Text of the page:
Russia Uncovers Soyuz Problem, Moves Toward Human Launch With NASA Astronaut Next Month
The Russian space agency said it found the cause of a launch abort for its Soyuz rocket last month. Roscosmos is planning on launching humans to the International Space Station again next month.
It was a faulty sensor that damaged the rocket, triggering the safe abort of two people, including NASA Astronaut Nick Hague.
The last time Russia saw an aborted crewed launch was in 1983, when two Soviet cosmonauts jettisoned and landed safely after a launch pad explosion. More recently, Russia's space program has been dogged by a string of failed satellite launches involving unmanned vehicles.
The Russian space agency said it will re-certify its assembly staff to prevent future incidents, and also examine two rockets that have already been put together.
Two uncrewed Soyuz rockets will launch followed by a crewed flight of three to the International Space Station, which includes NASA Astronaut Anne McClain.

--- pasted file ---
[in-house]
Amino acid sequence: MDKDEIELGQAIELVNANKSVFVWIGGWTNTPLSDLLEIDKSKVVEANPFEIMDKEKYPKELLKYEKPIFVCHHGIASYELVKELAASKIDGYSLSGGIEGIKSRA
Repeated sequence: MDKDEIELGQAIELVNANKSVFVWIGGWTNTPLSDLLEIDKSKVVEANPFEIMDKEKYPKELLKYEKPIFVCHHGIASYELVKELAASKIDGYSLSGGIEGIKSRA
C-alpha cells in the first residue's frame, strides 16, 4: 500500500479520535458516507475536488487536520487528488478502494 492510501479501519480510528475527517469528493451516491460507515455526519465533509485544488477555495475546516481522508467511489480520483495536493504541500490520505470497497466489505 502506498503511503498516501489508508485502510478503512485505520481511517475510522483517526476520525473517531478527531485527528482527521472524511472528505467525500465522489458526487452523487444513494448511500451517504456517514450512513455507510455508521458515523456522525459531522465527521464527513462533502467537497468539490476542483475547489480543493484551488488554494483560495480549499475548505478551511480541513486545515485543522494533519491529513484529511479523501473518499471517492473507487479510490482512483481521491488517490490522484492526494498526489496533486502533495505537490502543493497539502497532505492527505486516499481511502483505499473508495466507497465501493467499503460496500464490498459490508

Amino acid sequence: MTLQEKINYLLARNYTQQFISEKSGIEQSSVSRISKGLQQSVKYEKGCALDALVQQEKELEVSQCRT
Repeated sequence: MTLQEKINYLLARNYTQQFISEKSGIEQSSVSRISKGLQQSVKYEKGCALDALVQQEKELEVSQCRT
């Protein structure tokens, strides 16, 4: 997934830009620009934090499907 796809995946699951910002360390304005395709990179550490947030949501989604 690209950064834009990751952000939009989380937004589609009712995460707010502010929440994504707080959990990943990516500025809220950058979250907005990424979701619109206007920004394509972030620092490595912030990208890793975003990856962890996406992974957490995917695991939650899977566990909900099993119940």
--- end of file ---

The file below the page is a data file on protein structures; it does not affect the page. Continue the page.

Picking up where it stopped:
NASA pays Russia for rides to the station, and without a rocket, mission managers were worried a Soyuz grounding could put the station at risk. With launches back on track, the station will remained staffed.
The next human launch of Soyuz, which includes NASA's McClain, is scheduled Dec. 3 from Baikonur, Kazakhstan, at approximately 6:31 a.m eastern time.
The current space station crew — made up of NASA's Serena Aunon-Chancellor, Russian Sergei Prokopyev and German Alexander Gerst — was scheduled to return to Earth in December after a six-month mission but will have to stay there for at least an extra week or two to ensure a smooth carry-over before the new crew arrives.
Russia is the only ride to the space station. NASA is working with private companies Boeing and SpaceX to ferry crews to the station. Test flights of those capsules begin early next year, and crew test flights are scheduled for mid-2019.
The Associated Press contributed to this report.